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Pop Culture
5:49 am
Thu March 21, 2013

Bracket Frenzy Moves Beyond College Basketball

Originally published on Thu March 21, 2013 9:23 am

Transcript

RENEE MONTAGNE, HOST:

It's always interesting to see what's trending on Twitter. Last night, there were all sorts of tweeted opinions about President Obama's NCAA bracket, that he took the time to fill one out, what teams he picked.

STEVE INSKEEP, HOST:

Glad to see that he picked Indiana to win it all. Oh, the bracket drama. Now the thing about March Madness is that everyone is in on the bracket frenzy.

(SOUNDBITE OF AUDIO CLIPS)

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Politics
5:10 am
Thu March 21, 2013

House, Senate Budget Plans Offer Different Future

House Budget Committee Chairman Rep. Paul Ryan, R-Wis., holds a copy of his budget plan during a news conference last week. On Thursday, the Republican-controlled House narrowly passed the measure. The Senate is not expected to follow suit.
Carolyn Kaster AP

Originally published on Thu March 21, 2013 1:36 pm

Wisconsin Rep. Paul Ryan's House GOP budget balances in a decade and re-shapes Medicare. That is, it would if the measure passed by the House on Thursday ever became law — which it won't.

Washington Sen. Patty Murray's Democratic budget raises almost $1 trillion in taxes by closing loopholes and adds $100 billion in new spending on infrastructure. But it won't become a reality, either.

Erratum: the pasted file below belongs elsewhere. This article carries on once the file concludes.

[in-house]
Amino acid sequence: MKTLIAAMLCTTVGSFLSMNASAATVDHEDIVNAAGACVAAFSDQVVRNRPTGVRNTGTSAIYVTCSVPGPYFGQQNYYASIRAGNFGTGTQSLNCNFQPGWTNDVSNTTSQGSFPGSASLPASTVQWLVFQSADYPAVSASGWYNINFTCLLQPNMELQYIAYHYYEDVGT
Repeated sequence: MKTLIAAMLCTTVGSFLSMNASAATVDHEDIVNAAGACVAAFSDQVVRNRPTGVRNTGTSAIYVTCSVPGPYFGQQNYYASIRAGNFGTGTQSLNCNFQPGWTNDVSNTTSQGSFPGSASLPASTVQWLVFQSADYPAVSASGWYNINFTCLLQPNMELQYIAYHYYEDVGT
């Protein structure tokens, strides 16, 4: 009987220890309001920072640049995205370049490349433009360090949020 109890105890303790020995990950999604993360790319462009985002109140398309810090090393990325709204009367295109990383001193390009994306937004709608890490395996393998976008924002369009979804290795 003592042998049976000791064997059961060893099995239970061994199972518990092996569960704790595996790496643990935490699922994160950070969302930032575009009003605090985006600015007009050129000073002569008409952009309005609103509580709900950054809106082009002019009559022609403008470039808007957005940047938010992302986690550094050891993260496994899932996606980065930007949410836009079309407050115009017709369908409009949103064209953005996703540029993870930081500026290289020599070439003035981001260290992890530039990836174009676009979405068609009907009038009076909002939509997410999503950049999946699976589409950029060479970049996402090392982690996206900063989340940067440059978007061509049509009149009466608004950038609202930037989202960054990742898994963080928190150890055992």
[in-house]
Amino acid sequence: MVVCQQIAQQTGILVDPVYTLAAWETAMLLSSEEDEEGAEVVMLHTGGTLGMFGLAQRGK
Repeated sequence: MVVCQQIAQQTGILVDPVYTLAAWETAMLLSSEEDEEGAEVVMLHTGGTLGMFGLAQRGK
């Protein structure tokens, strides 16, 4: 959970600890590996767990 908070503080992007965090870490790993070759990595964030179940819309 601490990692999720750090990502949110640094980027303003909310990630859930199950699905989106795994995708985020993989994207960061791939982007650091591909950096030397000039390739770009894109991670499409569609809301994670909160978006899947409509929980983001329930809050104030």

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National Security
5:10 am
Thu March 21, 2013

Pentagon May Take Over CIA's Drone Program

Originally published on Thu March 21, 2013 9:23 am

Transcript

RENEE MONTAGNE, HOST:

It's MORNING EDITION, from NPR News. I'm Renee Montagne.

STEVE INSKEEP, HOST:

And I'm Steve Inskeep. Good morning.

We're learning this morning of a possible change in the American use of unmanned drones. The change, if it happens, would affect who gives the orders and possibly how much the public learns.

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Poetry
3:06 am
Thu March 21, 2013

Revisiting Iraq Through The Eyes Of An Exiled Poet

Dunya Mikhail is an Iraqi-American poet who teaches in Michigan. She has published five books in Arabic and two in English.
Michael Smith Courtesy of Dunya Mikhail

Originally published on Fri March 22, 2013 9:45 am

Poet Dunya Mikhail fled her homeland, Iraq, a few years after the first Gulf War. She had been questioned by Saddam Hussein's government, and state media had labeled her writing and poetry subversive. Mikhail escaped to Jordan and eventually reached the United States, where she made a home for herself — marrying, raising a daughter and becoming a U.S. citizen.

Mikhail never physically returned to Iraq. But she revisits her homeland again and again in her poetry — line by line, stanza by stanza.

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America's Woman Warriors
3:05 am
Thu March 21, 2013

Sexual Violence Victims Say Military Justice System Is 'Broken'

Myla Haider (shown at a press conference in Washington, D.C., in 2011) says she initially decided not to report that she'd been raped because she'd "never met one victim who was able to report the crime and still retain their military career."
Mandel Ngan AFP/Getty Images

Originally published on Fri March 29, 2013 1:51 pm

Myla Haider took a roundabout route to becoming an agent in the Army's Criminal Investigation Command, or CID. Wars kept interrupting her training.

"My commander wanted to take me to Iraq as the intelligence analyst for the battalion, so I gave up my seat in CID school," Haider says.

She speaks in a steady, "just the facts ma'am" tone. Once a cop always a cop, the 37-year-old says.